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Module

PHY8043 : General Relativity

  • Offered for Year: 2020/21
  • Module Leader(s): Dr Gerasimos Rigopoulos
  • Lecturer: Dr Cora Uhlemann
  • Owning School: Mathematics, Statistics and Physics
  • Teaching Location: Newcastle City Campus
Semesters
Semester 1 Credit Value: 10
Semester 2 Credit Value: 10
ECTS Credits: 10.0

Aims

To introduce the basic ideas of Einstein’s theory of general relativity. To introduce a basic understanding of differential geometry needed for general relativity.

Module summary
Newton’s theory of gravity, based on the idea of a force of attraction between any two bodies, reigned supreme for about 250 years. In 1916 Einstein banished the notion of a gravitational force to the realms of history with his formulation of the theory of general relativity. This theory is based on the novel idea that the three dimensions of space and one dimension of time be treated as a unified 4-dimensional manifold called spacetime. The presence of matter bends spacetime from its flat Euclidean form, and what was thought of as the presence of an attractive force is now understood as the motion on this curved spacetime geometry. (Matter tells spacetime how to curve; spacetime tells matter how to move.)

The proper mathematical setting for Einstein’s theory of curved spacetime makes use of differential geometry. Because differential geometry plays an important role in other areas of mathematics and mathematical physics, we will spend the initial part of the course developing the necessary machinery in some detail. After encountering the needed mathematical ideas we will present the Einstein field equations, and then study some of the standard solutions. This will lead us into the study of black holes and the classic predictions of the theory of general relativity. We will stress how it is that Einstein’s theory makes different testable predictions from Newton’s theory of gravity.

Outline Of Syllabus

Definition of a manifold; tangent and cotangent spaces; vector and tensor fields; the connection, parallel transport, and covariant differentiation; the curvature tensor. Applications of the mathematics to general relativity; spherically symmetric solutions to the Einstein equations; Schwarzschild solution; perihelion precession, light bending, radar delay; black holes and Hawking radiation.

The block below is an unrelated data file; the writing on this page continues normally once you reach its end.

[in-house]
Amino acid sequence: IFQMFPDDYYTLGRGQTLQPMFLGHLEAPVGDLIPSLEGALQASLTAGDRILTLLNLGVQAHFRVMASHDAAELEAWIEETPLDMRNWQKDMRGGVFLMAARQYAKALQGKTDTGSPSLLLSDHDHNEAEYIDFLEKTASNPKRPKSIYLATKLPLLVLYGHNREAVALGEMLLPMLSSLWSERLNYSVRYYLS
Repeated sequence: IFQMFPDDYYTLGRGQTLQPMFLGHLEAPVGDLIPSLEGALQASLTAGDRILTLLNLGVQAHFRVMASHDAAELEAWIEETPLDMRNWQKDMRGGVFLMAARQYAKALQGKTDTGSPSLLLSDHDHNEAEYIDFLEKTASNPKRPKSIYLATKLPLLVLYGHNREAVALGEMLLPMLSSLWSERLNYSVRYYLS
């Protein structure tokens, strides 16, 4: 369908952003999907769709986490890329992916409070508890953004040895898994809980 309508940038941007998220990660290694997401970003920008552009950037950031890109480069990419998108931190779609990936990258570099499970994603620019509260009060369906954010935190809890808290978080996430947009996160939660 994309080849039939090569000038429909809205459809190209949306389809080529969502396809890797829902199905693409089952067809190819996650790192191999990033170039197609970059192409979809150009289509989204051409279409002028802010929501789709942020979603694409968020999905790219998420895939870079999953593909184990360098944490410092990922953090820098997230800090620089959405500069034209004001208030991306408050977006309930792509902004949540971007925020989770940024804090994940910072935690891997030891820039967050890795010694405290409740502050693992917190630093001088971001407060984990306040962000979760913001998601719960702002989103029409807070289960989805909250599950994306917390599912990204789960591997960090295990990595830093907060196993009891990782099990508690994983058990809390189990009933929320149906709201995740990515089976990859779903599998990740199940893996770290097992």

Teaching Methods

Please note that module leaders are reviewing the module teaching and assessment methods for Semester 2 modules, in light of the Covid-19 restrictions. There may also be a few further changes to Semester 1 modules. Final information will be available by the end of August 2020 in for Semester 1 modules and the end of October 2020 for Semester 2 modules.

Teaching Activities
Category Activity Number Length Student Hours Comment
Scheduled Learning And Teaching ActivitiesLecture91:009:00Present in Person (S2)
Scheduled Learning And Teaching ActivitiesLecture91:009:00Synchronous On-Line Material
Structured Guided LearningLecture materials361:0036:00Non-Synchronous Activities
Guided Independent StudyAssessment preparation and completion301:0030:00N/A
Structured Guided LearningStructured non-synchronous discussion181:0018:00N/A
Scheduled Learning And Teaching ActivitiesDrop-in/surgery41:004:00Office Hour or Discussion Board Activity
Guided Independent StudyIndependent study941:0094:00N/A
Total200:00
Jointly Taught With
Code Title
MAS8811General Relativity
Teaching Rationale And Relationship

Non-synchronous online materials are used for the delivery of theory and explanation of methods, illustrated with examples, and for giving general feedback on assessed work. Present-in-person and synchronous online sessions are used to help develop the students’ abilities at applying the theory to solving problems and to identify and resolve specific queries raised by students, and to allow students to receive individual feedback on marked work. Students who cannot attend a present-in-person session will be provided with an alternative activity allowing them to access the learning outcomes of that session. In addition, office hours/discussion board activity will provide an opportunity for more direct contact between individual students and the lecturer: a typical student might spend a total of one or two hours over the course of the module, either individually or as part of a group.

Assessment Methods

Please note that module leaders are reviewing the module teaching and assessment methods for Semester 2 modules, in light of the Covid-19 restrictions. There may also be a few further changes to Semester 1 modules. Final information will be available by the end of August 2020 in for Semester 1 modules and the end of October 2020 for Semester 2 modules.

The format of resits will be determined by the Board of Examiners

Exams
Description Length Semester When Set Percentage Comment
Written Examination1202A70Alternative assessment - class test
Other Assessment
Description Semester When Set Percentage Comment
Written exercise1M10Written exercises 1
Written exercise2M20Written exercises 2
Assessment Rationale And Relationship

A substantial formal examination is appropriate for the assessment of the material in this module. The course assessments will consist of five assignments of approximately equal weight and will allow the students to develop their problem solving techniques, to practise the methods learnt in the module, to assess their progress and to receive feedback; these assessments have a secondary formative purpose as well as their primary summative purpose.

Reading Lists

Timetable